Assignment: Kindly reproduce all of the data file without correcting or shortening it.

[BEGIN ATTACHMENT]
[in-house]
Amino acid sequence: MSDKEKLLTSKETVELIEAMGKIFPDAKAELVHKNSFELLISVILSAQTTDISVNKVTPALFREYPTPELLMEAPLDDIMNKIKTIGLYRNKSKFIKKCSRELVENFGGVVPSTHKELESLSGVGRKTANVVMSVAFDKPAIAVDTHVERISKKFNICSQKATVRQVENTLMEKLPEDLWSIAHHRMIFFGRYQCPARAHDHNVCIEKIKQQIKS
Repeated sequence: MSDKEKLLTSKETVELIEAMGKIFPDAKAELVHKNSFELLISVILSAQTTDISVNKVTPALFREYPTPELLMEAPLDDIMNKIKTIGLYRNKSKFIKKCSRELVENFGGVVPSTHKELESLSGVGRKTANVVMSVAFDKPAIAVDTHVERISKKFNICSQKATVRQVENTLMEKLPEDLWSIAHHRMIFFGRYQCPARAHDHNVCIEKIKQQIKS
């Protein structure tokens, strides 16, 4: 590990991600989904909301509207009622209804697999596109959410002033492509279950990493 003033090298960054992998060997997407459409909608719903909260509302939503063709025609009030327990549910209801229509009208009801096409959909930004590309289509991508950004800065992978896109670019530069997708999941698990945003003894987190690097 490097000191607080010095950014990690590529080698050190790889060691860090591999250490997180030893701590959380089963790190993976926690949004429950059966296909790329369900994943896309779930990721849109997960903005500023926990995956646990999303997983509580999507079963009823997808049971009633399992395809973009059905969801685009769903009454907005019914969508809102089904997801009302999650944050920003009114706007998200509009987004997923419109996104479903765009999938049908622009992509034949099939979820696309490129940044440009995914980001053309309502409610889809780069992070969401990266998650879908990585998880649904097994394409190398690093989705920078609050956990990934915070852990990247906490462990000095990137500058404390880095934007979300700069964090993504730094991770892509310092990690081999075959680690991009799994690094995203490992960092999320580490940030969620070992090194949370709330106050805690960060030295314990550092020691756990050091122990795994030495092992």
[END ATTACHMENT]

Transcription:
[in-house]
Amino acid sequence: MSDKEKLLTSKETVELIEAMGKIFPDAKAELVHKNSFELLISVILSAQTTDISVNKVTPALFREYPTPELLMEAPLDDIMNKIKTIGLYRNKSKFIKKCSRELVENFGGVVPSTHKELESLSGVGRKTANVVMSVAFDKPAIAVDTHVERISKKFNICSQKATVRQVENTLMEKLPEDLWSIAHHRMIFFGRYQCPARAHDHNVCIEKIKQQIKS
Repeated sequence: MSDKEKLLTSKETVELIEAMGKIFPDAKAELVHKNSFELLISVILSAQTTDISVNKVTPALFREYPTPELLMEAPLDDIMNKIKTIGLYRNKSKFIKKCSRELVENFGGVVPSTHKELESLSGVGRKTANVVMSVAFDKPAIAVDTHVERISKKFNICSQKATVRQVENTLMEKLPEDLWSIAHHRMIFFGRYQCPARAHDHNVCIEKIKQQIKS
């Protein structure tokens, strides 16, 4: 590990991600989904909301509207009622209804697999596109959410002033492509279950990493 003033090298960054992998060997997407459409909608719903909260509302939503063709025609009030327990549910209801229509009208009801096409959909930004590309289509991508950004800065992978896109670019530069997708999941698990945003003894987190690097 490097000191607080010095950014990690590529080698050190790889060691860090591999250490997180030893701590959380089963790190993976926690949004429950059966296909790329369900994943896309779930990721849109997960903005500023926990995956646990999303997983509580999507079963009823997808049971009633399992395809973009059905969801685009769903009454907005019914969508809102089904997801009302999650944050920003009114706007998200509009987004997923419109996104479903765009999938049908622009992509034949099939979820696309490129940044440009995914980001053309309502409610889809780069992070969401990266998650879908990585998880649904097994394409190398690093989705920078609050956990990934915070852990990247906490462990000095990137500058404390880095934007979300700069964090993504730094991770892509310092990690081999075959680690991009799994690094995203490992960092999320580490940030969620070992090194949370709330106050805690960060030295314990550092020691756990050091122990795994030495092992």